On February 7, the Kentucky Gazette-Leader reported that Kentucky newspapers had stopped using the term “liberal” to describe their coverage.
“The term is now the most popular term among Kentucky newspapers,” the newspaper’s news editor wrote, “and is used more than any other in the newspaper business.”
On February 10, The Kentucky Journal-Constitution published a similar story on its front page, stating that it had ceased using the label in news stories.
The newspaper’s editors also acknowledged that the use of the term was hurting the press.
“Some of the papers that use the term have not been able to stay in business with their advertisers for some time,” the paper’s news director, Steve Loomis, told The Huffington Post.
“I don’t think we’re in a good place right now.”
The Gazette-Lincoln reported that in January, the newspaper also started using the new term “blue-collar liberals.”
But Loomiscus said that his newspaper has not experienced any problems with its coverage, and that he does not believe that its use of that term has hurt the news business.
“We haven’t had any issues with that term,” Loomiski told The Washington Post.
The Gazette has long used the term as a term of attack to describe Kentucky politicians who have supported a pro-business agenda.
The conservative paper has also published stories about Kentucky’s “Blue State’s Unpopular” presidential candidates, including Republican nominee for president Mike Huckabee, former Indiana governor Mitch Daniels, and former Arkansas governor Mike Huckabee.
In 2016, the Courier-Journal used the word “liberal,” along with other words such as “dumb,” “liberal media,” and “corporate-friendly” to refer to President Donald Trump, who won the state.
“It’s like a dirty word,” Lomis told The Post.
He said that he has had “no issue” with the term being used by other Kentucky newspapers.
“There is a difference between the word and the actual word,” he said.
The use of “liberal”-style language has been a long-running issue in Kentucky politics.
Loomislis said that a number of conservative politicians, including Daniels, have called him to criticize the newspaper.
“My biggest concern with it is that people think it’s a liberal-bashing,” Lombis said.
“They think it means we don’t care about the people.”
Loomiches claim that his paper does not have to abide by any editorial rules, and the newspaper is allowed to run stories without having to be labeled a “liberal.”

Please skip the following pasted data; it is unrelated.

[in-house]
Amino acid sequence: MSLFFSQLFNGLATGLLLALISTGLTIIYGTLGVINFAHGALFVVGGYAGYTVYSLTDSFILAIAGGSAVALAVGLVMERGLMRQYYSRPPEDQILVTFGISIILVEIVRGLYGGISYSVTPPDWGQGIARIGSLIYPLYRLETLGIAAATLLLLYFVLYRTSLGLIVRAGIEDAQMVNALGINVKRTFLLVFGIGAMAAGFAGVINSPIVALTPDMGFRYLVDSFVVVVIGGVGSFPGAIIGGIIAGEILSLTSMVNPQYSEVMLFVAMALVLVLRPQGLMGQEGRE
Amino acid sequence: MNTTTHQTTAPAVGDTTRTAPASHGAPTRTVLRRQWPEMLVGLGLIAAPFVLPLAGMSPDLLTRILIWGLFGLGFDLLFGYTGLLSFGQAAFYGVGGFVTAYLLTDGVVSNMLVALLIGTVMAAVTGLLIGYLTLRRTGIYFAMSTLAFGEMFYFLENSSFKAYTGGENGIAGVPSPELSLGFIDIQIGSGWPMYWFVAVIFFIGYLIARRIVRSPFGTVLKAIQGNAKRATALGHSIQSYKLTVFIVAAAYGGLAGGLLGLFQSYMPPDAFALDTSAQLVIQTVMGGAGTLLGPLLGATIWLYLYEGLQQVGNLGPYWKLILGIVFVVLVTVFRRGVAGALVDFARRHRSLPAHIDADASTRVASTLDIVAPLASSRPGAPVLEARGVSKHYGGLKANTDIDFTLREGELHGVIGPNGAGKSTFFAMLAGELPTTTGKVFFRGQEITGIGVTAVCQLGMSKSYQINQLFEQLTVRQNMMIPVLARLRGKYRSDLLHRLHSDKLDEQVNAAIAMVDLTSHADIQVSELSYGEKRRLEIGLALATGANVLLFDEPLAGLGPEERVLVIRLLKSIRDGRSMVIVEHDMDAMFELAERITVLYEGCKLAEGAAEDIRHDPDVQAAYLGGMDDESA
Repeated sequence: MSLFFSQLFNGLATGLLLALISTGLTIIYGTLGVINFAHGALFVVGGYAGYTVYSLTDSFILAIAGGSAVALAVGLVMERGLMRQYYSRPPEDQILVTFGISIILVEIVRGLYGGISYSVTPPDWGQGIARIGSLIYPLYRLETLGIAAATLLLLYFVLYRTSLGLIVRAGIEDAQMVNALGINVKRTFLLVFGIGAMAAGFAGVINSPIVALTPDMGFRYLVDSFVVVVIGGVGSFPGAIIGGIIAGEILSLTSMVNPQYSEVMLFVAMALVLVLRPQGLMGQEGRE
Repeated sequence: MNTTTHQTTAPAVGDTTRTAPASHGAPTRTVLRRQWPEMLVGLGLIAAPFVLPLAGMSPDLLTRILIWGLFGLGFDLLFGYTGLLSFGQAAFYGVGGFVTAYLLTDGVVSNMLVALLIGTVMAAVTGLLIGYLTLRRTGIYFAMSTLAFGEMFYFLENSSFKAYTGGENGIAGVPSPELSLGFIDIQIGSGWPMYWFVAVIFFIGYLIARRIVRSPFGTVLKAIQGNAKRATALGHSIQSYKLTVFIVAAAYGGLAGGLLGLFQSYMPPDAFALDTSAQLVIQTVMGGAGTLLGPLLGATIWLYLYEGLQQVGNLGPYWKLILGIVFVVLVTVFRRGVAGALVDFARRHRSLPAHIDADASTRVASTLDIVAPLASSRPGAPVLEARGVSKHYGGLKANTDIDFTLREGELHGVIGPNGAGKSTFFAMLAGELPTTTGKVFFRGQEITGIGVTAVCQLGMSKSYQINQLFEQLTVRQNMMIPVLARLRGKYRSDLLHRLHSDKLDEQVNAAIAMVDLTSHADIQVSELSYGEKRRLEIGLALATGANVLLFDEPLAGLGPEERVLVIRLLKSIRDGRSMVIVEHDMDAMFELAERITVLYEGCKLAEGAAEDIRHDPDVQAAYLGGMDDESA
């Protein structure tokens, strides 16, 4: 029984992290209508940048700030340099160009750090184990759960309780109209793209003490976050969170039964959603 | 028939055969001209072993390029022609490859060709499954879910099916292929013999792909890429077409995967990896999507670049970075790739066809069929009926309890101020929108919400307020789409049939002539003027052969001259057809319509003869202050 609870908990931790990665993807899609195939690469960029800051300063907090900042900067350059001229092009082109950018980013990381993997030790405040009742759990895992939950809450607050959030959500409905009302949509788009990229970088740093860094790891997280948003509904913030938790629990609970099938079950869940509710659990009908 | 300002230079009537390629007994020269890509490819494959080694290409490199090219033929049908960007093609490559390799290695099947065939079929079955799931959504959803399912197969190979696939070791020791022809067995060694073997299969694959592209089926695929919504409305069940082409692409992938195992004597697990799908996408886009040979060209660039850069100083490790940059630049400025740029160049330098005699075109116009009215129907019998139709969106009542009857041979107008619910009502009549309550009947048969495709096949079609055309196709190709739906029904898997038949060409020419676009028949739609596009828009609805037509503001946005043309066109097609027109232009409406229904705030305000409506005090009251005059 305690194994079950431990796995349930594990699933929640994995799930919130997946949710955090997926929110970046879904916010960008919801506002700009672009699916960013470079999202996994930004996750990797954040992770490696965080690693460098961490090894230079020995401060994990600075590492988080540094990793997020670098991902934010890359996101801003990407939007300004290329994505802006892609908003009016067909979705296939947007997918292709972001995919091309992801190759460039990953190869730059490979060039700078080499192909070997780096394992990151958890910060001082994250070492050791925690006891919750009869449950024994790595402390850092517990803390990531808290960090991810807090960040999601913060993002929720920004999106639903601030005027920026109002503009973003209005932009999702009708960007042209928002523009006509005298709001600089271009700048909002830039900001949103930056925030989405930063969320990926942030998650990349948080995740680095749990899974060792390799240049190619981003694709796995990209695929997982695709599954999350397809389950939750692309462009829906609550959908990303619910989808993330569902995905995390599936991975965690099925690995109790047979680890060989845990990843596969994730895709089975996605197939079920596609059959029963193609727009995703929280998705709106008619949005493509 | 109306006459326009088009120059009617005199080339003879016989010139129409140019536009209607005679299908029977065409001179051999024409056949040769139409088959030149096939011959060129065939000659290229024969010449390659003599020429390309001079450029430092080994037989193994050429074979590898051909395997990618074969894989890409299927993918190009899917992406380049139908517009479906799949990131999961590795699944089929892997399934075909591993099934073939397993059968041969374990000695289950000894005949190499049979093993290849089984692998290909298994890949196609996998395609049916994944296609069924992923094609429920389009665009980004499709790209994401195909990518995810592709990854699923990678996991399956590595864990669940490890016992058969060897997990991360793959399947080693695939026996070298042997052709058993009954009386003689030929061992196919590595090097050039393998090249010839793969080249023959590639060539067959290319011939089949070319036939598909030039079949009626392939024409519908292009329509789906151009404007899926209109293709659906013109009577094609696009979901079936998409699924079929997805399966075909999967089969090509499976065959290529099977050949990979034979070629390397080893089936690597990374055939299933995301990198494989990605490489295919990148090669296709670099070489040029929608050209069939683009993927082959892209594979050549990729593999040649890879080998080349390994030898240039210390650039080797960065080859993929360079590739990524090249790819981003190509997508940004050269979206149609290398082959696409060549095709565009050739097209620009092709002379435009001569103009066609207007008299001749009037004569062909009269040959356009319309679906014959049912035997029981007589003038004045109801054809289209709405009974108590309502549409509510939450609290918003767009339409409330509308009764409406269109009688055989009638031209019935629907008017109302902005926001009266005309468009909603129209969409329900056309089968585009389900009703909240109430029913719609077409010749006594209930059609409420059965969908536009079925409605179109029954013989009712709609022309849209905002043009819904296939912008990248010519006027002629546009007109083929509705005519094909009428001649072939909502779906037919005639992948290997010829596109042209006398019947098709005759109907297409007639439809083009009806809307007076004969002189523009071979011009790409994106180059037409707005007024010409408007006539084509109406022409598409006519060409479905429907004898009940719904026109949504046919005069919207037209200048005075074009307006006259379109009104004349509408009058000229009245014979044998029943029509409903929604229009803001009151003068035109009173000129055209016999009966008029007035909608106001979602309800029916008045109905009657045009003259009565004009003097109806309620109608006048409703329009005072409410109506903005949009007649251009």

“I’ve never had a complaint from any newspaper,” Lombois said, “except for maybe a couple of stories in the past that were run in the liberal direction.”
Lombi, a self-described “liberal Democrat” who served as the chief of staff to Sen. Rand Paul (R-KY) before joining the Kentucky Republican Party, said that if a paper uses “liberal-biting” language to describe a politician, the paper is free to run the story.
“When we see a story where a politician is criticized or attacked, and it’s in a way that we don.t agree with, that’s not a problem,” Lompis told HuffPost.
“So, there is no problem with it, there’s no problem, and we’re just saying, ‘It’s what we have to do to make sure we’re not harming our reputation and our readers.'”
Loomi said that there are some news organizations that have adopted the term.
“But we’re trying to avoid using it in our own coverage, which is a good thing,” Lomais said of his newspaper.
Lomisi, who said that the term has been used in the news, also pointed out that the Courier has not had any complaints about its use.
“If they’re doing it for political reasons, and I think they’re, they’re still doing it,” Lomois said about the Kentucky newspaper.
In January, a group of prominent Kentucky Republicans and conservatives wrote a letter to the newspaper, calling the term a “partisan slur” that was “offensive and hurtful.”
The letter also called on the newspaper to stop using “liberalism” in news coverage.
Lombispias letter to The Courier-Leader reads: We respectfully ask that the Kentucky Courier-Lamp News not use the phrase ‘liberalism’ to describe any politician or group of politicians.
The term is a partisan slur that is offensive and hurtfully disparaging.
The Courier is an inclusive newspaper that has a strong commitment to the Constitution and our citizens.
The name of our paper, the Louisville Courier-News, is not politically neutral.
We do not use this term as part of our editorial content.
The terms ‘liberal’ and ‘conservative’ are widely used, and are used by news organizations across the country.
The Louisville Courier News does not employ